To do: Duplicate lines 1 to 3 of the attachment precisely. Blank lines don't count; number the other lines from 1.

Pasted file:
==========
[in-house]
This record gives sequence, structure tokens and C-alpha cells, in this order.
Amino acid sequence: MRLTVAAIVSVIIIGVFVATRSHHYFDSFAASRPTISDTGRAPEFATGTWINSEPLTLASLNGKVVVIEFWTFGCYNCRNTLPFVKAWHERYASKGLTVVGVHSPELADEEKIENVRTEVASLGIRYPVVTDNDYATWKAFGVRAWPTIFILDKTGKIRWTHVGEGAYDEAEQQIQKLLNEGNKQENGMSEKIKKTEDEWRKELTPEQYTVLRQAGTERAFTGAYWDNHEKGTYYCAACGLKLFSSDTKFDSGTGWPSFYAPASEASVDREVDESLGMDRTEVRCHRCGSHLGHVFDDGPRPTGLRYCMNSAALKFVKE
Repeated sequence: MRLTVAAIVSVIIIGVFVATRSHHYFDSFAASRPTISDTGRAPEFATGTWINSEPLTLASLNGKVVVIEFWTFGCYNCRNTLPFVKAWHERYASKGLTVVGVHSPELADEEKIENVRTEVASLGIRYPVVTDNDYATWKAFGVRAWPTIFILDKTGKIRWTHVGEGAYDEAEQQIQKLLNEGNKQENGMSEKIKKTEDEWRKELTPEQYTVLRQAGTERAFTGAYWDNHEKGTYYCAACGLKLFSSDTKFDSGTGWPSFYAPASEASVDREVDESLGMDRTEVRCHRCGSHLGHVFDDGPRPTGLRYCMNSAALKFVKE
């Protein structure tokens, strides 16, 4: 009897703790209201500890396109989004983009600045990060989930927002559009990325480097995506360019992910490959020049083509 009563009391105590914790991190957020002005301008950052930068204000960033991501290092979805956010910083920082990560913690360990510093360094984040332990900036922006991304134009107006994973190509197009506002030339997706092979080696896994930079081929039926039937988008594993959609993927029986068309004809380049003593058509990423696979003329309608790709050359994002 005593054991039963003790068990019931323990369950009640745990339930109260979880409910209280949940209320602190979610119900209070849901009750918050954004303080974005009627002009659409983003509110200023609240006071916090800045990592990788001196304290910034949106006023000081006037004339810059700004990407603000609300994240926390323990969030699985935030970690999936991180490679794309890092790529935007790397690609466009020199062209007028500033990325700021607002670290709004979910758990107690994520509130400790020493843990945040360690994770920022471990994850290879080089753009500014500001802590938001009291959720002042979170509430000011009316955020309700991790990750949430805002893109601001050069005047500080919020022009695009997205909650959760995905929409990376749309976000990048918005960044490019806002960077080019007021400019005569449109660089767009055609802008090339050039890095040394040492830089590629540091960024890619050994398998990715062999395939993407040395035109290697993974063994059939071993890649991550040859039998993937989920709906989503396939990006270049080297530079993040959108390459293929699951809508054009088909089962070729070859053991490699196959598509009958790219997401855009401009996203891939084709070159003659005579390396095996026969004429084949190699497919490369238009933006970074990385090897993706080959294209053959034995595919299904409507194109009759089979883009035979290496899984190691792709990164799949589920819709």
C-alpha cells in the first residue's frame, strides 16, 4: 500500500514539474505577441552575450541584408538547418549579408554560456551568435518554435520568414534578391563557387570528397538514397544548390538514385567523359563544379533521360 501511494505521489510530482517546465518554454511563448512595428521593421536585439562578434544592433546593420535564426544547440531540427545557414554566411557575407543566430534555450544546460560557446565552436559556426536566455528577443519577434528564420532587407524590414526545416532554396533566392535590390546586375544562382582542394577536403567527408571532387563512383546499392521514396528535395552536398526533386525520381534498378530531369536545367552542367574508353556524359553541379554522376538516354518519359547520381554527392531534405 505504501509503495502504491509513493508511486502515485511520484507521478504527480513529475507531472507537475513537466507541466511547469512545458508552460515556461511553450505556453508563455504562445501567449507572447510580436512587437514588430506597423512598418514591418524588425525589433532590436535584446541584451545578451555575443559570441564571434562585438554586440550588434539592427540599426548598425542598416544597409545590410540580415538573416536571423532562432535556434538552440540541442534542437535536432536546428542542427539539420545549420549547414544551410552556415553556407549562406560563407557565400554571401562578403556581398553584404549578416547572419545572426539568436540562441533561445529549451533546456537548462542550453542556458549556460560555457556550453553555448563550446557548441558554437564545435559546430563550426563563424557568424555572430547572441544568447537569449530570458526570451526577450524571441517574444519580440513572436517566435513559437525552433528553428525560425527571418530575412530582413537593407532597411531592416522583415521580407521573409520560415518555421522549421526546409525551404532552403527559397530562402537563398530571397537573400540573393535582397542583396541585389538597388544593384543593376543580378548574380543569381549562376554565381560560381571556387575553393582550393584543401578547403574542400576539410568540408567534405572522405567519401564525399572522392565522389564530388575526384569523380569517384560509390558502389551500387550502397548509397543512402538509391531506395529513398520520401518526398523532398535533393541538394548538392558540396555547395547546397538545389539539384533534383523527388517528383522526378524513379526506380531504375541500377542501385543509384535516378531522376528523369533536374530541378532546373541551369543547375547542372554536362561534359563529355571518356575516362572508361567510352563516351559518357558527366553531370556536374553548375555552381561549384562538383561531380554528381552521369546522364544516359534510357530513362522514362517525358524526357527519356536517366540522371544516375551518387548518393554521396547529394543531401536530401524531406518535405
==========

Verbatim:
[in-house]
This record gives sequence, structure tokens and C-alpha cells, in this order.
Amino acid sequence: MRLTVAAIVSVIIIGVFVATRSHHYFDSFAASRPTISDTGRAPEFATGTWINSEPLTLASLNGKVVVIEFWTFGCYNCRNTLPFVKAWHERYASKGLTVVGVHSPELADEEKIENVRTEVASLGIRYPVVTDNDYATWKAFGVRAWPTIFILDKTGKIRWTHVGEGAYDEAEQQIQKLLNEGNKQENGMSEKIKKTEDEWRKELTPEQYTVLRQAGTERAFTGAYWDNHEKGTYYCAACGLKLFSSDTKFDSGTGWPSFYAPASEASVDREVDESLGMDRTEVRCHRCGSHLGHVFDDGPRPTGLRYCMNSAALKFVKE